Ever wonder where Santa came from? This horror-comedy claims he comes from the worst possible person: Satan. The devil’s kid lost a bet many years ago and had to pretend to be a jolly gift-giver. But now the terms of the bet are up and he’s out to act like a true demon. That includes killing Fran Drescher and James Caan, obviously.

12. ALL THROUGH THE HOUSE (2015)

Another Santa slasher is on the loose in All Through the House, but the big mystery here is who it is. This villain dons a mask during his/her streak through suburbia—and, as the genre dictates, offs a bunch of promiscuous young couples along the way. The riddle is all tied up in the disappearance of a little girl, who vanished several years earlier.

13. CHRISTMAS EVIL (1980)

Several years before Silent Night, Deadly Night garnered protests for its anti-Kringle stance, Christmas Evil put a radicalized Santa at the center of its story. The movie’s protagonist, Harry Stadling, first starts to get weird thoughts in his head as a kid when he sees “Santa” (really his dad in the costume) groping his mom. Then, he becomes unhealthily obsessed with the holiday season, deludes himself into thinking he’s Santa, and goes on a rampage. The movie is mostly notable for its superfan John Waters, who lent commentary to the DVD and gave Christmas Evil some serious cult cred.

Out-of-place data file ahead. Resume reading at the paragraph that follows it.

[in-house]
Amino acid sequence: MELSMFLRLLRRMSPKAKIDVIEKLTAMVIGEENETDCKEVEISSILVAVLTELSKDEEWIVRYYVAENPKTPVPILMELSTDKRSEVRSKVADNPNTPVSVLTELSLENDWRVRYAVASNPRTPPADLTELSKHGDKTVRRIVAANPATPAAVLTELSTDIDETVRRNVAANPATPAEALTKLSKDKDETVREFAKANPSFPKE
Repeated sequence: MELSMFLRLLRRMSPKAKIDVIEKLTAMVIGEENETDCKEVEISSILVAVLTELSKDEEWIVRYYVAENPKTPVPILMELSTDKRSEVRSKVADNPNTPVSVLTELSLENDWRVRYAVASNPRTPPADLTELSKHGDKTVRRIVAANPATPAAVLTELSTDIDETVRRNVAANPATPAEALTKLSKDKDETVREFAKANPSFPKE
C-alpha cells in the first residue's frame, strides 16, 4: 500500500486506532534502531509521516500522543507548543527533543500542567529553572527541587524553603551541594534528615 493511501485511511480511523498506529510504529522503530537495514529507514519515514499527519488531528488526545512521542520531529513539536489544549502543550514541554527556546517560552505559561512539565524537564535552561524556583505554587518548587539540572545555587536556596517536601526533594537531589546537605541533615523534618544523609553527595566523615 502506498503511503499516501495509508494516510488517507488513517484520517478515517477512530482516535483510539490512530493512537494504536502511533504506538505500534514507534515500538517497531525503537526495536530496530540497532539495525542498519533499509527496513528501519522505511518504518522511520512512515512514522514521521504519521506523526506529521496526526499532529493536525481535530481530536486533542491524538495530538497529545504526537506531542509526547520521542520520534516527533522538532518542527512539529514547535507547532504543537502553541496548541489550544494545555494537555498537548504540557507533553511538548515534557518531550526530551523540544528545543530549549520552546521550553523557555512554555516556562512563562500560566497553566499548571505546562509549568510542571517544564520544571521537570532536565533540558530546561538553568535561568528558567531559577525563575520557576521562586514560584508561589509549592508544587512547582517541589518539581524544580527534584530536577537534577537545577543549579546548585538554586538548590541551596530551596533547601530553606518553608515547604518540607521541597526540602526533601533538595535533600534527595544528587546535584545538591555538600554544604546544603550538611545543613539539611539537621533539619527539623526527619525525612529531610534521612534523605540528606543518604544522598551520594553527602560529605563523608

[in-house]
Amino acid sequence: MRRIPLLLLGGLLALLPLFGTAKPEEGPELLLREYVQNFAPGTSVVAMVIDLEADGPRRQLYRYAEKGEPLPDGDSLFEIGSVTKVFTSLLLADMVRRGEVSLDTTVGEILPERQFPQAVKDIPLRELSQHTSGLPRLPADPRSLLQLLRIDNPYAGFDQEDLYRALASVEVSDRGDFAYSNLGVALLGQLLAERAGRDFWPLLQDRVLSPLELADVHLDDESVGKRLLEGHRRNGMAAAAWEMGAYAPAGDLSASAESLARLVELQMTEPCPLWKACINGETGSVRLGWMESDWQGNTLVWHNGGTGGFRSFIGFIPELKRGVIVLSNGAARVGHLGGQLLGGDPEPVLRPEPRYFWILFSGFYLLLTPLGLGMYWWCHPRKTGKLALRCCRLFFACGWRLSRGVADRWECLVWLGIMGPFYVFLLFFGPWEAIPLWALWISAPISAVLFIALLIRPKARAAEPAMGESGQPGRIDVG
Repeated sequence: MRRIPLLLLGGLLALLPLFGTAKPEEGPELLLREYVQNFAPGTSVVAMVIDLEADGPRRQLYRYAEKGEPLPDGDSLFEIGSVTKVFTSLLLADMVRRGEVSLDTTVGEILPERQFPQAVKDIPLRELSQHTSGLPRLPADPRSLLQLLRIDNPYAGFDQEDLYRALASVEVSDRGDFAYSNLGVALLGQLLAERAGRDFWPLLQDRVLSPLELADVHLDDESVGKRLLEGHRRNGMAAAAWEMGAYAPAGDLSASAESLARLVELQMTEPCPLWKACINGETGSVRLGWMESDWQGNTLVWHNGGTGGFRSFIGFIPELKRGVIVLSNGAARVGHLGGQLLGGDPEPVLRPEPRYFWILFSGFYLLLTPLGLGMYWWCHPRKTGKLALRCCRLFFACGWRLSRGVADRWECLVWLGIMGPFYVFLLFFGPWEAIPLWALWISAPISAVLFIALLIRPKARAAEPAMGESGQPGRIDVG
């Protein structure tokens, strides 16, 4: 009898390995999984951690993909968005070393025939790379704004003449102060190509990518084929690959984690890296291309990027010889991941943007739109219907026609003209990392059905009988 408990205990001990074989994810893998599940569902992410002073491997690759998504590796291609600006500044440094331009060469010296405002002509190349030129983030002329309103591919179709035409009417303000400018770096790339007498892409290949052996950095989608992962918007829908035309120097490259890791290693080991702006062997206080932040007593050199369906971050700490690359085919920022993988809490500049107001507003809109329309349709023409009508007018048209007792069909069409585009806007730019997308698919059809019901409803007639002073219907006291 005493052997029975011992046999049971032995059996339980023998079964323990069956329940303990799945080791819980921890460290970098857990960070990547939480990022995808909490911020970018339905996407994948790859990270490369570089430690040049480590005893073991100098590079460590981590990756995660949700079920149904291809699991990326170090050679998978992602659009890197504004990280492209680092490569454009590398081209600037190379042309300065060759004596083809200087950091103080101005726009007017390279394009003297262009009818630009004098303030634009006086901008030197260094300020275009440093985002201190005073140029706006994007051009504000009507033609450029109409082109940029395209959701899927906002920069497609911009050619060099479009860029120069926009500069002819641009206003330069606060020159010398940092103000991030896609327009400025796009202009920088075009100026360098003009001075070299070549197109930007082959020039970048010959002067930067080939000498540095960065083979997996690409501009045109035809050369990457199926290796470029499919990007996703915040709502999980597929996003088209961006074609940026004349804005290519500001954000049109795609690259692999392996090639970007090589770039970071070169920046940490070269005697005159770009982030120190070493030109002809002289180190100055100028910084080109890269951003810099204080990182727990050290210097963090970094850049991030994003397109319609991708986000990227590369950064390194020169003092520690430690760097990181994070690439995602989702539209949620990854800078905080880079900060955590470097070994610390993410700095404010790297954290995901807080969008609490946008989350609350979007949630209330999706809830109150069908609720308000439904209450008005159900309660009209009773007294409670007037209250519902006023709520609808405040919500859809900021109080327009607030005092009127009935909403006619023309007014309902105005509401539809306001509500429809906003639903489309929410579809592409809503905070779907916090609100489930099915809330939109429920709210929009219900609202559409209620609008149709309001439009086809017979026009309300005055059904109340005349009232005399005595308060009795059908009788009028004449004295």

14. SANTA CLAWS (1996)

If you thought this was the holiday version of Pet Sematary, guess again. The culprit here isn’t a demon cat in a Santa hat, but a creepy next-door neighbor. Santa Claws stars B-movie icon Debbie Rochon as Raven Quinn, an actress going through a divorce right in the middle of the holidays. She needs some help caring for her two girls, so she seeks out Wayne, her neighbor who has an obsessive crush on her. He eventually snaps and dresses up as Santa Claus in a ski mask. Mayhem ensues.

15. NEW YEAR’S EVIL (1980)

Because the holidays aren’t over until everyone’s sung “Auld Lang Syne,” we can’t count out New Year’s Eve horror. In New Year’s Evil, lady rocker Blaze is hosting a live NYE show. Everything is going well, until a man calls in promising to kill at midnight. The cops write it off as a prank call, but soon, Blaze’s friends start dropping like flies. Just to tie it all together, the mysterious murderer refers to himself as … “EVIL.”

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10 Surprising Ways Senses Shape Perception
The American Museum of Natural History
The American Museum of Natural History